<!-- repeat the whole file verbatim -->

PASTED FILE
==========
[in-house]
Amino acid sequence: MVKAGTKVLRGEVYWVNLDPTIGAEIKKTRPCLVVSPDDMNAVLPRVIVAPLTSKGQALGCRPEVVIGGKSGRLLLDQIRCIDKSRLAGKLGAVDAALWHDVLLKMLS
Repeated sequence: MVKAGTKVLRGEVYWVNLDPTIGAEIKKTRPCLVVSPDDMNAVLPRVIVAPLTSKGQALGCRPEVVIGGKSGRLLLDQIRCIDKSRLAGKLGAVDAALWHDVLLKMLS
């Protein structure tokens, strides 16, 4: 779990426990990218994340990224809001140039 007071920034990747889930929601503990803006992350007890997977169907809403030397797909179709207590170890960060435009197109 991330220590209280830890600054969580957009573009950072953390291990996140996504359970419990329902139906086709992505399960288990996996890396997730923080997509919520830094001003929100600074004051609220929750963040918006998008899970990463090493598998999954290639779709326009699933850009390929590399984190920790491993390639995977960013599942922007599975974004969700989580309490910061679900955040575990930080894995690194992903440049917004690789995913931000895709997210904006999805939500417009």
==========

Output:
[in-house]
Amino acid sequence: MVKAGTKVLRGEVYWVNLDPTIGAEIKKTRPCLVVSPDDMNAVLPRVIVAPLTSKGQALGCRPEVVIGGKSGRLLLDQIRCIDKSRLAGKLGAVDAALWHDVLLKMLS
Repeated sequence: MVKAGTKVLRGEVYWVNLDPTIGAEIKKTRPCLVVSPDDMNAVLPRVIVAPLTSKGQALGCRPEVVIGGKSGRLLLDQIRCIDKSRLAGKLGAVDAALWHDVLLKMLS
């Protein structure tokens, strides 16, 4: 779990426990990218994340990224809001140039 007071920034990747889930929601503990803006992350007890997977169907809403030397797909179709207590170890960060435009197109 991330220590209280830890600054969580957009573009950072953390291990996140996504359970419990329902139906086709992505399960288990996996890396997730923080997509919520830094001003929100600074004051609220929750963040918006998008899970990463090493598998999954290639779709326009699933850009390929590399984190920790491993390639995977960013599942922007599975974004969700989580309490910061679900955040575990930080894995690194992903440049917004690789995913931000895709997210904006999805939500417009």